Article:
7 Ways Thieves Can Tell When You’re on Vacation (And How to Protect Yourself)
Millions go on vacation each summer; some simply want to soak up the sun, and others look forward to a wintry escape from the heat, while exploring new vistas.
But absence leaves your household security at risk, and thieves are adept at spotting the signs you’re not at home.
1. Social Media Check-Ins
Antique Palace of Petra and Evening Camping Pitch in Wadi Rum Desert #Jordan#Photo #Nature #Travel #Desert #Art #Wilderness #Hiking #Weather #Mountains#Exploring #Earth #Amazing #Traveling #TravelTuesday #Trekking #Adventure pic.twitter.com/tBEijVqZIc
— Enjoy Nature ?+??=? (@EnjoyNature) May 20, 2018
If your privacy settings aren’t up-to-date, strangers could view your profile on Facebook. And even if only friends can see your online activities, you’re still vulnerable. As sad as it is to say, some thieves are people you know.
Facebook encourages you to “check in” when you’re away from home, be it in foreign climes or at the cinema. You don’t have to be the one checking in, either. Someone you’re with might pinpoint your location online! Needless to say, this is a major indicator to burglars that your house is empty.
It doesn’t need to be on Facebook. You might be excitedly talking about being at the airport on Twitter, or tweet about buying luggage for an upcoming break. #RookieError.
What can you do about it? Don’t feel the need to let everyone know where you are and what you’re doing all the time. Who cares? It’s seriously not worth it.
It’s very easy to stop people tagging you too. All you need to do is go to Settings > Timeline and Tagging Settings. From there, you can lock down your profile so you’re the only one with the permission to post to your timeline. This includes check-ins. While you’re in Settings, review previous tags and who can see them.
2. Vacation Photos
— ? Amazingly Beautiful (@amazinglybeaut) May 20, 2018
Criminals might connect the dots when you post a stunning picture of a beach with the caption “I Heart Hawaii!”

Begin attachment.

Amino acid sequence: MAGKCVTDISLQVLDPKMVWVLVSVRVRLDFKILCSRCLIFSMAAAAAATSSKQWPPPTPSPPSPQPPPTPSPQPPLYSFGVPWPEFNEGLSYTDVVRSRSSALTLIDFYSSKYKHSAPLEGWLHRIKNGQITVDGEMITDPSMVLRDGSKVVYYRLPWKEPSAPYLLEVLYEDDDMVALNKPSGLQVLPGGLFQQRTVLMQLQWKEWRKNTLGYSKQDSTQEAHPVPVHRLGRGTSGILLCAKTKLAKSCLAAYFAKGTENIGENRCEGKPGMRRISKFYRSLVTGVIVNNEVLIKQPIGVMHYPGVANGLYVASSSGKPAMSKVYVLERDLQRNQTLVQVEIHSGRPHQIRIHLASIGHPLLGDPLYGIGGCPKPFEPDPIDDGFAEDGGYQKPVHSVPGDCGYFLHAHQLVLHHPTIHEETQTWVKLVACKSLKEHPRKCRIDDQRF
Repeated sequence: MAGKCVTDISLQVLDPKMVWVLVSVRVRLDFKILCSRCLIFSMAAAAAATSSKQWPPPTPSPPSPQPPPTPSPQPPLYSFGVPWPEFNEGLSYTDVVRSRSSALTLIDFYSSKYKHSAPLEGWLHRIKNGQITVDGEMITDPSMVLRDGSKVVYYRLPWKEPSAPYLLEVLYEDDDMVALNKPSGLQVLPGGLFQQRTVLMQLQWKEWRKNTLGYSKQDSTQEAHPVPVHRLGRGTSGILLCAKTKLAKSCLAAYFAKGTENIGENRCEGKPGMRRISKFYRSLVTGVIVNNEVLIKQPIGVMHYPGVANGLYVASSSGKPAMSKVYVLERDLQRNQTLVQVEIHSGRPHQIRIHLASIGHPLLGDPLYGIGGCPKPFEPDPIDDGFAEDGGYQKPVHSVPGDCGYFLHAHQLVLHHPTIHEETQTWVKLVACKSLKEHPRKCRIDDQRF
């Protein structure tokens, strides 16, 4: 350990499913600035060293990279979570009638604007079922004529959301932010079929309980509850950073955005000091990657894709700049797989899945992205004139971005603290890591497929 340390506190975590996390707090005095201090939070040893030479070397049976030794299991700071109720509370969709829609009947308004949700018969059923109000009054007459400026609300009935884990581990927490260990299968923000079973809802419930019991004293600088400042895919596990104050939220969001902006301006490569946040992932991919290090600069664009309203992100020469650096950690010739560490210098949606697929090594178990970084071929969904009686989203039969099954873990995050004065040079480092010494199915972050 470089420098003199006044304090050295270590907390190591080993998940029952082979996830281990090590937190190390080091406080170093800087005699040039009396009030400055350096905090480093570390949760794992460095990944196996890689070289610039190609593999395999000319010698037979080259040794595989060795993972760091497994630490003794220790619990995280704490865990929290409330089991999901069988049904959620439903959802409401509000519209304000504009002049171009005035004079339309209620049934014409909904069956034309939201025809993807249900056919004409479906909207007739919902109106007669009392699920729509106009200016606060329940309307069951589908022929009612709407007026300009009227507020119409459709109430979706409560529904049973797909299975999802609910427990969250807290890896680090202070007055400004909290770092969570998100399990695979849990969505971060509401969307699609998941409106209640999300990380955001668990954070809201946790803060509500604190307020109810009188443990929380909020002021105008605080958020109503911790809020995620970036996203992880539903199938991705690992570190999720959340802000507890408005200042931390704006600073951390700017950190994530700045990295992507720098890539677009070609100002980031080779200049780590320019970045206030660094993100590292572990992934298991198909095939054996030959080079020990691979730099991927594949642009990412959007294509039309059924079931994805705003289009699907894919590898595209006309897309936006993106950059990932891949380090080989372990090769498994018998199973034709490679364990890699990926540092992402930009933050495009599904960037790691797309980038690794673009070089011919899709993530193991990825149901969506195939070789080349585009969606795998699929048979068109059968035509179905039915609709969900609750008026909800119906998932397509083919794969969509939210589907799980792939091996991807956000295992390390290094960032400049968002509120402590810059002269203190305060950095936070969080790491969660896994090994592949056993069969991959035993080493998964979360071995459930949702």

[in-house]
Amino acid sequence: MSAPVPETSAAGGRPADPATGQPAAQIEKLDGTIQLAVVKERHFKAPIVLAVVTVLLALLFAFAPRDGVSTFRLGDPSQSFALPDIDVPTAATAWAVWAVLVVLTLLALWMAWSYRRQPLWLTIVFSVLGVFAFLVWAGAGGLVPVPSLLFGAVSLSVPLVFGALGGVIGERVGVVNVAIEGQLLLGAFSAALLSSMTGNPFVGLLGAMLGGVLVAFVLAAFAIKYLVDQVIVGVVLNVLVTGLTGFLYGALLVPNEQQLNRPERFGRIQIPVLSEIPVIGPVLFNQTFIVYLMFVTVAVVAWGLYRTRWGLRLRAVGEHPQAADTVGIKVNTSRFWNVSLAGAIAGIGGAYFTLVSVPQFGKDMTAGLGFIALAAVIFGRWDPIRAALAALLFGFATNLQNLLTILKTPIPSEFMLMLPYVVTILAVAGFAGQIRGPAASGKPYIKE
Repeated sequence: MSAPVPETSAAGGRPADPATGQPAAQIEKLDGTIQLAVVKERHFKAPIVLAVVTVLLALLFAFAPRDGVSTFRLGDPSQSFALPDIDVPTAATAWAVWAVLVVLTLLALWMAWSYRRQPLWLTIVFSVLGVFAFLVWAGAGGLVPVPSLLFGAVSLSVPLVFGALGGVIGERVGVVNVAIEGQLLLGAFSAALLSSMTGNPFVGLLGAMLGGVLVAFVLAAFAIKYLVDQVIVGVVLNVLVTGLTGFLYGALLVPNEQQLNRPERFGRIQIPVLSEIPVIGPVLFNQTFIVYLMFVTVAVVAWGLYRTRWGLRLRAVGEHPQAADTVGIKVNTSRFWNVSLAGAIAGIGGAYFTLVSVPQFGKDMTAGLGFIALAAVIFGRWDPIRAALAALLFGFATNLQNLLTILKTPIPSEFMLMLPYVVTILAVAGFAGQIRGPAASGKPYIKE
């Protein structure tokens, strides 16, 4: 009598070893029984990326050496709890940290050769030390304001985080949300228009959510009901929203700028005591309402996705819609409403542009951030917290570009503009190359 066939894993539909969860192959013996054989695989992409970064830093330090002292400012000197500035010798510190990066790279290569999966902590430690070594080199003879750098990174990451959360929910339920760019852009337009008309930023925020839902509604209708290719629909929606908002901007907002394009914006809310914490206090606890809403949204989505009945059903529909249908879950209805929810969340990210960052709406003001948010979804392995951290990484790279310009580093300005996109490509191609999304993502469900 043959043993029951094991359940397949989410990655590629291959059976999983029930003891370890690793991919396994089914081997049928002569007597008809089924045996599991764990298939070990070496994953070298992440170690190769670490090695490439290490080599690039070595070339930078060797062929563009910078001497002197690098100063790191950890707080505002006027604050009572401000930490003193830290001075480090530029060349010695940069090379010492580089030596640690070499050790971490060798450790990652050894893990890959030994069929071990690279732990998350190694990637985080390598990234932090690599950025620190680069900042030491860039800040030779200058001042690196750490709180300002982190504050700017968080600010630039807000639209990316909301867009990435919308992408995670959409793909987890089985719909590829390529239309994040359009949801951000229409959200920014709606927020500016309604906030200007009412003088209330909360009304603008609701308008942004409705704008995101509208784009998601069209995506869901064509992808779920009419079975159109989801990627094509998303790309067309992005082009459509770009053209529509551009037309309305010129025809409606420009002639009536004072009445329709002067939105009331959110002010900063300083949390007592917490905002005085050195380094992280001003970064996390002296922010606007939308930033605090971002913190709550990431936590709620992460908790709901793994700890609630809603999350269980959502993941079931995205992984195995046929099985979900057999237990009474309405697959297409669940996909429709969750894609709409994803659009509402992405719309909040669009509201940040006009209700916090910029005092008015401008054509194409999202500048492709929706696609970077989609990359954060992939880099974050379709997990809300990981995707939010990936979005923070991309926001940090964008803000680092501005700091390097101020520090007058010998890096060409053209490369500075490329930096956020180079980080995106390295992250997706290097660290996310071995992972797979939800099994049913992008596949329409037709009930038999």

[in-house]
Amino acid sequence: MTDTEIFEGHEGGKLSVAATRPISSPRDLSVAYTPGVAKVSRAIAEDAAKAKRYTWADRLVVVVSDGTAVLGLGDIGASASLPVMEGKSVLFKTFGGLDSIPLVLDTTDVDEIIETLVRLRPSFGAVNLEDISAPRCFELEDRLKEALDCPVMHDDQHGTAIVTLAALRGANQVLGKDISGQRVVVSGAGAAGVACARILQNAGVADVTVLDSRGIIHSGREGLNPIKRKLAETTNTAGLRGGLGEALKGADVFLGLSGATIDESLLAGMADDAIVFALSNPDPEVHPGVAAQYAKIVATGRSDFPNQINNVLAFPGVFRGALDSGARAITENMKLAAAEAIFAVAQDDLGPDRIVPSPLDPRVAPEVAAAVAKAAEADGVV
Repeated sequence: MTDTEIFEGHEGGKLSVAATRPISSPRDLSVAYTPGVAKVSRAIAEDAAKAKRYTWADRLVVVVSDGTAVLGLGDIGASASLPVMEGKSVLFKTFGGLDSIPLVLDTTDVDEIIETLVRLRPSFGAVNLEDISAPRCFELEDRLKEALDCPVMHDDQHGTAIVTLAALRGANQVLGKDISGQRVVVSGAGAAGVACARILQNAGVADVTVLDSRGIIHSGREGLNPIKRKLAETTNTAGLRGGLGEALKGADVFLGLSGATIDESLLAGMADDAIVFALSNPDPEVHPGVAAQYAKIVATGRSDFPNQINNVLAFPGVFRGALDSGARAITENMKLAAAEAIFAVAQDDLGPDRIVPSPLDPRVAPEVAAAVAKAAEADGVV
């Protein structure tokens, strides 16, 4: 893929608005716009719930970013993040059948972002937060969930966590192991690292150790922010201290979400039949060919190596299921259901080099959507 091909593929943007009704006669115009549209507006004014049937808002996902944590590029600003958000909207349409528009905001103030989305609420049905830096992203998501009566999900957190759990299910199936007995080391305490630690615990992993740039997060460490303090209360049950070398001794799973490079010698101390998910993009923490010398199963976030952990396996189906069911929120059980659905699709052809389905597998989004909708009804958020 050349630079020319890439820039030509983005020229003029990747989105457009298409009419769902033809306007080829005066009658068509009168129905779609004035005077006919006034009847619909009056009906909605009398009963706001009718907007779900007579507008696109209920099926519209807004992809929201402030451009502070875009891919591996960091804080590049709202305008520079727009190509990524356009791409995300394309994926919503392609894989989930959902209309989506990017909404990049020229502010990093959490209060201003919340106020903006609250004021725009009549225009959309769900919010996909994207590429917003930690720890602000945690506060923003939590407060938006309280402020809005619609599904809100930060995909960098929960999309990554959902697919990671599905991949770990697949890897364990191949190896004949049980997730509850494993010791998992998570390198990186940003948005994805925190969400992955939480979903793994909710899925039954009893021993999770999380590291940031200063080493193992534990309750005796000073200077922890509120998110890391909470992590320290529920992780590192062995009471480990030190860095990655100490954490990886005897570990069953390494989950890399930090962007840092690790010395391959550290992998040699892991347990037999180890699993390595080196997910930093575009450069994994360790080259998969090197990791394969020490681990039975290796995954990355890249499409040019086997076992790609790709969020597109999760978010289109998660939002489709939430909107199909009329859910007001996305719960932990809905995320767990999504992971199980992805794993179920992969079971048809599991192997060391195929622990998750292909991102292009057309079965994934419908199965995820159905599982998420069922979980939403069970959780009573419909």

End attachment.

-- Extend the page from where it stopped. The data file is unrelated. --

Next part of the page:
In much the same way as tagging, images of far-off lands alert thieves that you’re away from home. These photos might be on Twitter, Tumblr, Instagram, or even Snapchat: it doesn’t matter.
It seems fair to assume people on social media won’t know where you live. However, with the wealth of Personally Identifiable Information (PII) available—and at a low cost on the dark web —it’s actually not difficult to link online profiles up with real-life data. Goods stolen in burglaries often carry considerable costs, so some research is worth it for the bad guys.
What can you do about it? If you really want to share where you’ve been with your family and friends, be patient. Just wait until you’re safely back home to post those holiday pics!
You may figure that you can take a shot of dinner without anyone knowing you’re abroad. In some instances, you’d be right. But certainly not in all circumstances.
Your images can include metadata, often as Exchangeable Image File Format (EXIF). This means there’s a hidden layer of information lurking in your snaps, notably a time- and date-stamp and location.
If you upload something to Twitter, the service removes this metadata. In fact, most get rid of all EXIF info. But not all of them. Perhaps the most notable of these is Flickr, which boasts details on your camera’s settings.
What can you do about it? Again, be careful only to share images when you return home. Be wary, even if you think a site strips metadata anyway. Some depend entirely on the method you used to take the shot; PC uploads frequently retain EXIF while smartphones generally don’t.
It can be a bit fiddly, but it’s worth knowing how to get rid of metadata in your photos .
4. Amazon Shopping
When you order something from Amazon, the company will prompt you to share your latest purchase on social media. It’s a way of generating free promotion for the site.
It’s not always a good idea, though, particularly if you’ve ordered travel guides, maps, or sun tan lotion.
You might not think this anything major (it doesn’t tell anyone when you’ll be out of the house exactly), yet it’s a signifier which could mean criminals will start paying more attention to you.